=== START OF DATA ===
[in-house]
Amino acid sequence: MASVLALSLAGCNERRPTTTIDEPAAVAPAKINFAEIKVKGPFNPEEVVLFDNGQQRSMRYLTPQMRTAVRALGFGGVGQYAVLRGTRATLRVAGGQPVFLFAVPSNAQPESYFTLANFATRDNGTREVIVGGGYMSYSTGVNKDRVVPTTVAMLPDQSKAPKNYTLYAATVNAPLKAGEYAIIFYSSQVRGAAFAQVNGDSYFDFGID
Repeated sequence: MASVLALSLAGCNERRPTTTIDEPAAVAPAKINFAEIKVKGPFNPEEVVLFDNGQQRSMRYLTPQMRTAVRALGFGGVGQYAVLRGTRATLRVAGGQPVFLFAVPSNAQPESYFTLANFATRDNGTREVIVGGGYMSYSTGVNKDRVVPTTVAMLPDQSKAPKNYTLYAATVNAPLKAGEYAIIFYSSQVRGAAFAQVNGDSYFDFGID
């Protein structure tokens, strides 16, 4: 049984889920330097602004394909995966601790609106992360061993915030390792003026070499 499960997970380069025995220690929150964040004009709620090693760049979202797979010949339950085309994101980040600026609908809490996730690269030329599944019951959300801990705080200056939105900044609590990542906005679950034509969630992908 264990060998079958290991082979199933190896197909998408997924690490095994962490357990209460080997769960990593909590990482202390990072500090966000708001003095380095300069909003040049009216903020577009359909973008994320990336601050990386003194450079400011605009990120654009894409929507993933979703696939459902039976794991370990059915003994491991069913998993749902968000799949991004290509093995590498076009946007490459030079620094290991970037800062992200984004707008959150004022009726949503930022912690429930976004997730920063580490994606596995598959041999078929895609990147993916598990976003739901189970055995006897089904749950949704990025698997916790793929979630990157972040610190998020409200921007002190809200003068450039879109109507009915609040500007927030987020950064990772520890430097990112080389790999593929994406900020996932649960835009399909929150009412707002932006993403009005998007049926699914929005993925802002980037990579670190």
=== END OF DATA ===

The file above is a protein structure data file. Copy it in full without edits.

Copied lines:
[in-house]
Amino acid sequence: MASVLALSLAGCNERRPTTTIDEPAAVAPAKINFAEIKVKGPFNPEEVVLFDNGQQRSMRYLTPQMRTAVRALGFGGVGQYAVLRGTRATLRVAGGQPVFLFAVPSNAQPESYFTLANFATRDNGTREVIVGGGYMSYSTGVNKDRVVPTTVAMLPDQSKAPKNYTLYAATVNAPLKAGEYAIIFYSSQVRGAAFAQVNGDSYFDFGID
Repeated sequence: MASVLALSLAGCNERRPTTTIDEPAAVAPAKINFAEIKVKGPFNPEEVVLFDNGQQRSMRYLTPQMRTAVRALGFGGVGQYAVLRGTRATLRVAGGQPVFLFAVPSNAQPESYFTLANFATRDNGTREVIVGGGYMSYSTGVNKDRVVPTTVAMLPDQSKAPKNYTLYAATVNAPLKAGEYAIIFYSSQVRGAAFAQVNGDSYFDFGID
């Protein structure tokens, strides 16, 4: 049984889920330097602004394909995966601790609106992360061993915030390792003026070499 499960997970380069025995220690929150964040004009709620090693760049979202797979010949339950085309994101980040600026609908809490996730690269030329599944019951959300801990705080200056939105900044609590990542906005679950034509969630992908 264990060998079958290991082979199933190896197909998408997924690490095994962490357990209460080997769960990593909590990482202390990072500090966000708001003095380095300069909003040049009216903020577009359909973008994320990336601050990386003194450079400011605009990120654009894409929507993933979703696939459902039976794991370990059915003994491991069913998993749902968000799949991004290509093995590498076009946007490459030079620094290991970037800062992200984004707008959150004022009726949503930022912690429930976004997730920063580490994606596995598959041999078929895609990147993916598990976003739901189970055995006897089904749950949704990025698997916790793929979630990157972040610190998020409200921007002190809200003068450039879109109507009915609040500007927030987020950064990772520890430097990112080389790999593929994406900020996932649960835009399909929150009412707002932006993403009005998007049926699914929005993925802002980037990579670190």